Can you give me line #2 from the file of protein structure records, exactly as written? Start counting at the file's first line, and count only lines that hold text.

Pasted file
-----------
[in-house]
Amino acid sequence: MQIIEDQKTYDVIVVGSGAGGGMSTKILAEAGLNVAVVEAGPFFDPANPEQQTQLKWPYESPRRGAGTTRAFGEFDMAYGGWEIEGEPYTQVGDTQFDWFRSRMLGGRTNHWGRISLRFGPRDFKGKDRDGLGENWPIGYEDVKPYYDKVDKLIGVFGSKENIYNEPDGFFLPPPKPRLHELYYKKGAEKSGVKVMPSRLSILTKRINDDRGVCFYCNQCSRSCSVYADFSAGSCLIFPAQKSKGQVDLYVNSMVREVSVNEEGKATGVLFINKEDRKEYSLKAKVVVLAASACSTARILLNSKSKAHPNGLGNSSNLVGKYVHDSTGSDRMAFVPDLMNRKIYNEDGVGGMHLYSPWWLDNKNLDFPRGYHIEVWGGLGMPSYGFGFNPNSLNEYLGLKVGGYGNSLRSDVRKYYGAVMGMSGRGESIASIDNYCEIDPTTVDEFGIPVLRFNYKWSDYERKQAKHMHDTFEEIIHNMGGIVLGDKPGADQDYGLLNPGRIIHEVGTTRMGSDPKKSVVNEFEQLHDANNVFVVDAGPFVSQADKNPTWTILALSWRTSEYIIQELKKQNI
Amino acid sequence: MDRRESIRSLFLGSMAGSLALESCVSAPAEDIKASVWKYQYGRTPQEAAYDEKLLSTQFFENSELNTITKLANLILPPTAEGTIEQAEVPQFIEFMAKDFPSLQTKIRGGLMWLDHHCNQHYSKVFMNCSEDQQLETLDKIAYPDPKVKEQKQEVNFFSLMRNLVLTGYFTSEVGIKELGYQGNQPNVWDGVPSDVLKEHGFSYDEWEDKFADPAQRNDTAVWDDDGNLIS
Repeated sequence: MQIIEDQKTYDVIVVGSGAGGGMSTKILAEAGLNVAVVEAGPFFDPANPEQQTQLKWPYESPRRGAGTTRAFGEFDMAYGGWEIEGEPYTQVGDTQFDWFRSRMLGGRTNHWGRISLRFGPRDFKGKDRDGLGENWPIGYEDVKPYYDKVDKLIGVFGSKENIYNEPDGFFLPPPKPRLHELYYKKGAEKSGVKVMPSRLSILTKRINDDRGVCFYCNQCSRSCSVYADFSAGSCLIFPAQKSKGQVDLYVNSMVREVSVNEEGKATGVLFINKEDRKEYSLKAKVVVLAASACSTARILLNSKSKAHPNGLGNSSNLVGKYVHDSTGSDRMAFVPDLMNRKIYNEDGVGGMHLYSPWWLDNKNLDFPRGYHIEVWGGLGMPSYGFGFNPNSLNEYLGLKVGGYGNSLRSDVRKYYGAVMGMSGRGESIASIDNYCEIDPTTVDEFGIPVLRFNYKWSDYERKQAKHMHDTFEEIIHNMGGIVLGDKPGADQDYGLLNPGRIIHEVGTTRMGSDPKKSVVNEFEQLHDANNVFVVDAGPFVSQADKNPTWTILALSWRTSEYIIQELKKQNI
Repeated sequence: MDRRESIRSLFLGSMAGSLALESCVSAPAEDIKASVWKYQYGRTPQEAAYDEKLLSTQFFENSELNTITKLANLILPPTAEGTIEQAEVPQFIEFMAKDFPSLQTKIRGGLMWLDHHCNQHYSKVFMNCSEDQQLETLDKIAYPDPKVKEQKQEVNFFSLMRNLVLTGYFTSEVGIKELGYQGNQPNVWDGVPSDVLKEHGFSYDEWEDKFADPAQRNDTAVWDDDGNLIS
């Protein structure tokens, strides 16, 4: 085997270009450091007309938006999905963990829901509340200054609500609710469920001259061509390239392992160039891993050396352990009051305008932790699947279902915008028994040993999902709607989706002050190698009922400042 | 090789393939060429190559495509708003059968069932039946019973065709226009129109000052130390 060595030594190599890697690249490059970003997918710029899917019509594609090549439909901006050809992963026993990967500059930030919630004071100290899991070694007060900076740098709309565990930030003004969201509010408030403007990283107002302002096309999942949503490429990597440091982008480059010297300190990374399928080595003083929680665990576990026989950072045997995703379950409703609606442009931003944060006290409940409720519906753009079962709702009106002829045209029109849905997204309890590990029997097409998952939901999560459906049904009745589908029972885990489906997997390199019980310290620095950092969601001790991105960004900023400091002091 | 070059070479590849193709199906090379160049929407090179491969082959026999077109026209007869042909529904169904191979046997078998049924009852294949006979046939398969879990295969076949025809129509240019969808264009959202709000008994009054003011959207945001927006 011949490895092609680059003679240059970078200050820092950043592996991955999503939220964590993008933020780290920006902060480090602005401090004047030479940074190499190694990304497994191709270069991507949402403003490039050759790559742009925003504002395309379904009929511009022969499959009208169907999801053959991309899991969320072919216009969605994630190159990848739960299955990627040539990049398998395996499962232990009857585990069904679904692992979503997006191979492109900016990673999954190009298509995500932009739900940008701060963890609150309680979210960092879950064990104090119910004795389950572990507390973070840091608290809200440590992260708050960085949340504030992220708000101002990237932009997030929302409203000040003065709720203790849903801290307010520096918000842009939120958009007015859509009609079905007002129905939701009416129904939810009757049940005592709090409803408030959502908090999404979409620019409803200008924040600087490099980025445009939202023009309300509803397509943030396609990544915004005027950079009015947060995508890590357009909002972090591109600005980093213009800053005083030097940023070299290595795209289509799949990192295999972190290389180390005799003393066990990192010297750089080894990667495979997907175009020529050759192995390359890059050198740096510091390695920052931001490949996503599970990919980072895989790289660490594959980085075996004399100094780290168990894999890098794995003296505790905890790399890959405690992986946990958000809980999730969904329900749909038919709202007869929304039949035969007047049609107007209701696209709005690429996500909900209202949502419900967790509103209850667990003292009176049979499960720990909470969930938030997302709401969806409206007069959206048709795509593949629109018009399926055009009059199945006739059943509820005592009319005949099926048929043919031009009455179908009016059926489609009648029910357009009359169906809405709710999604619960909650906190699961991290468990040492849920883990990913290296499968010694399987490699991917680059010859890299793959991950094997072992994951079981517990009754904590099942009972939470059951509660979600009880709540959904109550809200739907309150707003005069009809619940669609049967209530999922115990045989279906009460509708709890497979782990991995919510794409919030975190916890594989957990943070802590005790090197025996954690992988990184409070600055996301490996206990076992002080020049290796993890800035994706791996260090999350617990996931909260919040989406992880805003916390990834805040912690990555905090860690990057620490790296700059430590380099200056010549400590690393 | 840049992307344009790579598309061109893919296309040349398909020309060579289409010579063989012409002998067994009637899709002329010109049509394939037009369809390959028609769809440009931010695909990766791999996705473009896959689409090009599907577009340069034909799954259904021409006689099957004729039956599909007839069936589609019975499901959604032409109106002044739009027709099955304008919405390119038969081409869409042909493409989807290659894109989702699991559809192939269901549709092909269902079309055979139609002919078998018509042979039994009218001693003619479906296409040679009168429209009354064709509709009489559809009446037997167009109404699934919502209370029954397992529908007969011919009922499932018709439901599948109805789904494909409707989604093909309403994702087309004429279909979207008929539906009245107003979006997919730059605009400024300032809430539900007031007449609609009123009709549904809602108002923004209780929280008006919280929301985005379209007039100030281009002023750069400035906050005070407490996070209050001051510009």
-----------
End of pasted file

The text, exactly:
Amino acid sequence: MQIIEDQKTYDVIVVGSGAGGGMSTKILAEAGLNVAVVEAGPFFDPANPEQQTQLKWPYESPRRGAGTTRAFGEFDMAYGGWEIEGEPYTQVGDTQFDWFRSRMLGGRTNHWGRISLRFGPRDFKGKDRDGLGENWPIGYEDVKPYYDKVDKLIGVFGSKENIYNEPDGFFLPPPKPRLHELYYKKGAEKSGVKVMPSRLSILTKRINDDRGVCFYCNQCSRSCSVYADFSAGSCLIFPAQKSKGQVDLYVNSMVREVSVNEEGKATGVLFINKEDRKEYSLKAKVVVLAASACSTARILLNSKSKAHPNGLGNSSNLVGKYVHDSTGSDRMAFVPDLMNRKIYNEDGVGGMHLYSPWWLDNKNLDFPRGYHIEVWGGLGMPSYGFGFNPNSLNEYLGLKVGGYGNSLRSDVRKYYGAVMGMSGRGESIASIDNYCEIDPTTVDEFGIPVLRFNYKWSDYERKQAKHMHDTFEEIIHNMGGIVLGDKPGADQDYGLLNPGRIIHEVGTTRMGSDPKKSVVNEFEQLHDANNVFVVDAGPFVSQADKNPTWTILALSWRTSEYIIQELKKQNI